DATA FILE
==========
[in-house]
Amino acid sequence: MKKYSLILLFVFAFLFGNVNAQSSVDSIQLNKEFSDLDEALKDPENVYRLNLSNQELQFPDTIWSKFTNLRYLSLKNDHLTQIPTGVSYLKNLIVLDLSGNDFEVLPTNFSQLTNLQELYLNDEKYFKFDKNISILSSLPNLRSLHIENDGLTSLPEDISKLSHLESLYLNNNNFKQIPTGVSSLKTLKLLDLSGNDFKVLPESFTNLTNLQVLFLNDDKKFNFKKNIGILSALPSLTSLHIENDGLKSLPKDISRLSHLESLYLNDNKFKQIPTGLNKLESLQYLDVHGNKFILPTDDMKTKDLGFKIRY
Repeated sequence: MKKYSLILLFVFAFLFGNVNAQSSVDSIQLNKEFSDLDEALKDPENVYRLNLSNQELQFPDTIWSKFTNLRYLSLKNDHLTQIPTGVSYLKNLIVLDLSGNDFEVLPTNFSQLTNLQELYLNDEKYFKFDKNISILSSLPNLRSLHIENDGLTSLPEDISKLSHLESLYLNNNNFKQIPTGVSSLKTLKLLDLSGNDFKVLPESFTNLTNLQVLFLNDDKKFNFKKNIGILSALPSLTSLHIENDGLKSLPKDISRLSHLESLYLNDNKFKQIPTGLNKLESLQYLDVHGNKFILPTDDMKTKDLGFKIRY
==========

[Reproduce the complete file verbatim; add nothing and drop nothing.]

[in-house]
Amino acid sequence: MKKYSLILLFVFAFLFGNVNAQSSVDSIQLNKEFSDLDEALKDPENVYRLNLSNQELQFPDTIWSKFTNLRYLSLKNDHLTQIPTGVSYLKNLIVLDLSGNDFEVLPTNFSQLTNLQELYLNDEKYFKFDKNISILSSLPNLRSLHIENDGLTSLPEDISKLSHLESLYLNNNNFKQIPTGVSSLKTLKLLDLSGNDFKVLPESFTNLTNLQVLFLNDDKKFNFKKNIGILSALPSLTSLHIENDGLKSLPKDISRLSHLESLYLNDNKFKQIPTGLNKLESLQYLDVHGNKFILPTDDMKTKDLGFKIRY
Repeated sequence: MKKYSLILLFVFAFLFGNVNAQSSVDSIQLNKEFSDLDEALKDPENVYRLNLSNQELQFPDTIWSKFTNLRYLSLKNDHLTQIPTGVSYLKNLIVLDLSGNDFEVLPTNFSQLTNLQELYLNDEKYFKFDKNISILSSLPNLRSLHIENDGLTSLPEDISKLSHLESLYLNNNNFKQIPTGVSSLKTLKLLDLSGNDFKVLPESFTNLTNLQVLFLNDDKKFNFKKNIGILSALPSLTSLHIENDGLKSLPKDISRLSHLESLYLNDNKFKQIPTGLNKLESLQYLDVHGNKFILPTDDMKTKDLGFKIRY